How To Time-Lapse

Why shoot a photo time-lapse?

There are several reasons that you should do photos instead of video. While video timelapses are easier and they take less time they do fall short in a few ways. To start, you can’t get the same level of detail and resolution. People are moving into 4K video and a camera can cost thousands of dollars to shoot GOOD 4K video, but it is easy to shoot a timelapse that has even higher than 4k resolution making the detail 4 times better than 1080p would be! Also, you can play with the exposure more to get creative effects within the end video. For example, you cannot get many of the stars by shooting video, but with still images it is easy to lengthen the exposure to capture many more of them! The same effect can be done with cars, clouds, or anything you can think of that moves. The last advantage is that your end result will likely be cleaner. By taking a photo that is a higher resolution and shot in RAW you can downscale and adjust the noise levels to minimize the digital noise that is in the video.

What will you need?

A screenshot of the instructional video of the generic things you will need.

A screenshot of the instructional video of the generic things you will need.

To start you are going to need a camera and specifically a camera with manual controls is best. The next thing is going to be a way of doing the photo time-lapse either in camera or by using an intervelometer hooked up to your camera. This is going to control when and how many photos are taken. A sturdy tripod will also be very helpful when doing the time-lapse as the camera will need to be in place for a long time.  The last few things are memory cards and spare batteries so that you can keep shooting for a longer time. Of course, when you get back home you are going to need a computer with editing software to get the final result as well.

How to plan out a time-lapse.

good time-lapse has a couple of elements that all come together in each individual photo you take. The photos should have some kind of foreground element to keep a person interested. This can be anything from a tree to a building to just about anything else that keeps stationary. The next thing is going to be your subject that is being time-lapsed. Some ideas for this might be shadows, clouds, people, stars, and  cars, but you can literally do anything given enough time and creativity. Look into the timing of when something will happen and make sure you are there with enough time to set up and capture it. There are two apps that I use to help me plan ahead and they are StarTrackerLite  and Sun Surveyor.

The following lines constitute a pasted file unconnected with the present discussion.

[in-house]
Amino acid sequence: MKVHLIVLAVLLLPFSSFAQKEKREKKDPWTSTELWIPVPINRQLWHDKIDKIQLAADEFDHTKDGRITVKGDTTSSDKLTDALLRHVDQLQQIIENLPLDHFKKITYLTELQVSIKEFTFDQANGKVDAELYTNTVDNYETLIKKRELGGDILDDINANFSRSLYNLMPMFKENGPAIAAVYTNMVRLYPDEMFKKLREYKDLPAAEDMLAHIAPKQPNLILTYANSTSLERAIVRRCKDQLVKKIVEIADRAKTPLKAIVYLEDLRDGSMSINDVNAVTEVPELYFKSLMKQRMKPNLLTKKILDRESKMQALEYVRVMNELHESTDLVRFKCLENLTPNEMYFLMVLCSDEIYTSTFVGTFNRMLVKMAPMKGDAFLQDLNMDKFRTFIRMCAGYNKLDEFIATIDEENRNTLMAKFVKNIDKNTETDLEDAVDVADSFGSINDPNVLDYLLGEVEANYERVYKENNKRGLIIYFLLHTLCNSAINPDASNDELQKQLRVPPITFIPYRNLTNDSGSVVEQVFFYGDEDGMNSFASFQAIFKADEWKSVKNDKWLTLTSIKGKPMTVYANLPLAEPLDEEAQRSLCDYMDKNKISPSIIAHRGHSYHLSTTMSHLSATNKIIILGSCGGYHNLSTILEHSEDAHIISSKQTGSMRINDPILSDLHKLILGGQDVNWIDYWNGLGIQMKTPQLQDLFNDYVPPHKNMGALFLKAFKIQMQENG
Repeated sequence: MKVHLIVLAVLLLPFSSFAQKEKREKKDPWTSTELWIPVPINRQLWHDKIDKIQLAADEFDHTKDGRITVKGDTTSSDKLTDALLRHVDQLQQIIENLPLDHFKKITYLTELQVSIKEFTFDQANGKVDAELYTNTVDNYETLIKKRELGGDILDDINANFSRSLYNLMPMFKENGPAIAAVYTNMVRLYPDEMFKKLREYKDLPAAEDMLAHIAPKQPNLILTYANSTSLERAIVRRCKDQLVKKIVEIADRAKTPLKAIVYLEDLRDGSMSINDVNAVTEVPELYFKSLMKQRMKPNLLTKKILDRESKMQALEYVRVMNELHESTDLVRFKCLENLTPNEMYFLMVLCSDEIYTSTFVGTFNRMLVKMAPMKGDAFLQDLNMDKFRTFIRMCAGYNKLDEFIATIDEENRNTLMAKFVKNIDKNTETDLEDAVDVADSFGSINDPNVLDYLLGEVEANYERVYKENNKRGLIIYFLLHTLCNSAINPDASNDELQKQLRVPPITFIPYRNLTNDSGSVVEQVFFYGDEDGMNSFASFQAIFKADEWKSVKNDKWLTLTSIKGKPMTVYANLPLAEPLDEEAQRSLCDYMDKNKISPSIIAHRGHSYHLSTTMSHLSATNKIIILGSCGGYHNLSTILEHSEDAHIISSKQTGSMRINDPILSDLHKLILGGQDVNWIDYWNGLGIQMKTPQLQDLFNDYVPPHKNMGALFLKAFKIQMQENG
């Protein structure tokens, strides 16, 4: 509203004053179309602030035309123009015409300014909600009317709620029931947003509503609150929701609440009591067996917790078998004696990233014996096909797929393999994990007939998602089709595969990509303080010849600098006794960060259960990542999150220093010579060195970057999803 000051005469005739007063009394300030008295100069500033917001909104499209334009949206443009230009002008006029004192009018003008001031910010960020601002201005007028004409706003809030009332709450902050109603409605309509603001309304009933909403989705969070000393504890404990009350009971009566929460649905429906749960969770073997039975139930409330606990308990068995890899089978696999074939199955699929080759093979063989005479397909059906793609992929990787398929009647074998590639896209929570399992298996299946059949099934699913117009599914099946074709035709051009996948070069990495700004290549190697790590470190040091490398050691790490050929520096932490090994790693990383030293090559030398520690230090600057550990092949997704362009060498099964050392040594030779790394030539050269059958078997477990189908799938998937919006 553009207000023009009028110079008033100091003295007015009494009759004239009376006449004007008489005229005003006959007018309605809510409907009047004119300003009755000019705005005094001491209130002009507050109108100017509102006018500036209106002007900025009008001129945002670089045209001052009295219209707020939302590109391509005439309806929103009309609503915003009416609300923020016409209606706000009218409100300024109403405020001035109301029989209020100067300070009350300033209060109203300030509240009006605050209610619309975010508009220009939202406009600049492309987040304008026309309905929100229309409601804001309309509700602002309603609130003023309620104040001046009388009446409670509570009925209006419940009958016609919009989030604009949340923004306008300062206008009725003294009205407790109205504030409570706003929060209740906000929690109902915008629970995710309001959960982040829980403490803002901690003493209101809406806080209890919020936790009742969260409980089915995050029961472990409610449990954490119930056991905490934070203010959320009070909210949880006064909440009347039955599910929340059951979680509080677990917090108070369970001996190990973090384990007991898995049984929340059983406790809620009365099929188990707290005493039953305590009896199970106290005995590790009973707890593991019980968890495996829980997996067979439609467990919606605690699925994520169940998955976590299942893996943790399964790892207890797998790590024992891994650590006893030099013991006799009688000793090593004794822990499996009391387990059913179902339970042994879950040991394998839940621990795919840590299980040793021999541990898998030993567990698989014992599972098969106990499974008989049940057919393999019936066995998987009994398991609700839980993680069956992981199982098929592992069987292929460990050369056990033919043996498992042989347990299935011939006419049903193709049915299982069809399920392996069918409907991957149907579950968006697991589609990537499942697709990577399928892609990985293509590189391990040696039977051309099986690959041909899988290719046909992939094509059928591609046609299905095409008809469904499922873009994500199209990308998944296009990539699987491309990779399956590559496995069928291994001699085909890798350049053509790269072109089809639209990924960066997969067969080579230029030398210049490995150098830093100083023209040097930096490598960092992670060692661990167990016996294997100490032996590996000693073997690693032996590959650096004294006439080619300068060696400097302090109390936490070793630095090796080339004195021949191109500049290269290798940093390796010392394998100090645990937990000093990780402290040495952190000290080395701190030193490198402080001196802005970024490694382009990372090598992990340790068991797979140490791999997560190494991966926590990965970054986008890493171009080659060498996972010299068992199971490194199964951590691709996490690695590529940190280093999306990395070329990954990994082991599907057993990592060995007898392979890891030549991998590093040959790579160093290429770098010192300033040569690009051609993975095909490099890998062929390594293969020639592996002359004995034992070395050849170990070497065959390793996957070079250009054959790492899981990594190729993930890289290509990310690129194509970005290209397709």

Technique for shooting a time-lapse.

his should be the easy part. Frame your shot with the foreground object the way that you like it first. Make sure that your images will be properly exposed the way you like them and they are focus correctly and set your lens to manual focus. The last part of this step is to set the intervelometer or the camera to take the photos on the interval that you determine to be best for what you are capturing. For stars, I have found that just setting the camera to take a 20-30 second exposure and then have it expose 20-30 seconds after capturing that frame. Most things can be done with a photo every 2-3 seconds though. To get a nice motion blur during the day you can use a 10 stop ND filter which will cut down on the light entering your lens and act as sunglasses for the camera. With a low ISO you can get 5-10 second exposures during the day giving a dreamy look. Once you are done with the time-lapse you can pack up and return to edit the images and video.

Editing your time-lapse!

To edit the photos, you can use any editing software, but I recommend using either Adobe Lightroom or Capture One’s software to edit the RAW images (this step is not necessary if you shot in .jpg). Either way you go, edit the images to the way you like and then export them at about 10 megapixels. The reason I do 10 megapixels is so that I can save space and still crop in on them to get a 4K resolution video.  The exporting process will take a long  time especially if you did a very long time-lapse requiring hundreds and hundreds of photos.

The last step is importing the images into a video editing software. I show my process for this in the video on FCPX, but that is a high-end software that you really don’t need to get a simple time-lapse done. GoPro’s editing suite makes it easy and free to make time-lapse videos (I did find it to be less reliable and crashing on occasion during larger projects.). Make sure that each photo is designated to an individual frame in the movie as this will prevent a stuttering and choppy look in the final video. Set the export to the desired resolution either 1080P or 4K are typical. Once the video is done exporting you can view it and share anywhere. Enjoy your time-lapses share them with me!